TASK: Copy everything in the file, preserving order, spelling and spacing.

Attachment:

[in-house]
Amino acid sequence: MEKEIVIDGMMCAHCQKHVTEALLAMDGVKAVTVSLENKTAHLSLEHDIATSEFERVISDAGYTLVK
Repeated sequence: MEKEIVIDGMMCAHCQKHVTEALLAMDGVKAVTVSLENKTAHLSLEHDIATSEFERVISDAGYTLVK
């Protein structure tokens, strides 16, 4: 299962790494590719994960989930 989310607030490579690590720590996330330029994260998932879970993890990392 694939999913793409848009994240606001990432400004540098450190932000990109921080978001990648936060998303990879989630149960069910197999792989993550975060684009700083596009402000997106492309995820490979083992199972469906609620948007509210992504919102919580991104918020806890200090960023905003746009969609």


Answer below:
[in-house]
Amino acid sequence: MEKEIVIDGMMCAHCQKHVTEALLAMDGVKAVTVSLENKTAHLSLEHDIATSEFERVISDAGYTLVK
Repeated sequence: MEKEIVIDGMMCAHCQKHVTEALLAMDGVKAVTVSLENKTAHLSLEHDIATSEFERVISDAGYTLVK
């Protein structure tokens, strides 16, 4: 299962790494590719994960989930 989310607030490579690590720590996330330029994260998932879970993890990392 694939999913793409848009994240606001990432400004540098450190932000990109921080978001990648936060998303990879989630149960069910197999792989993550975060684009700083596009402000997106492309995820490979083992199972469906609620948007509210992504919102919580991104918020806890200090960023905003746009969609």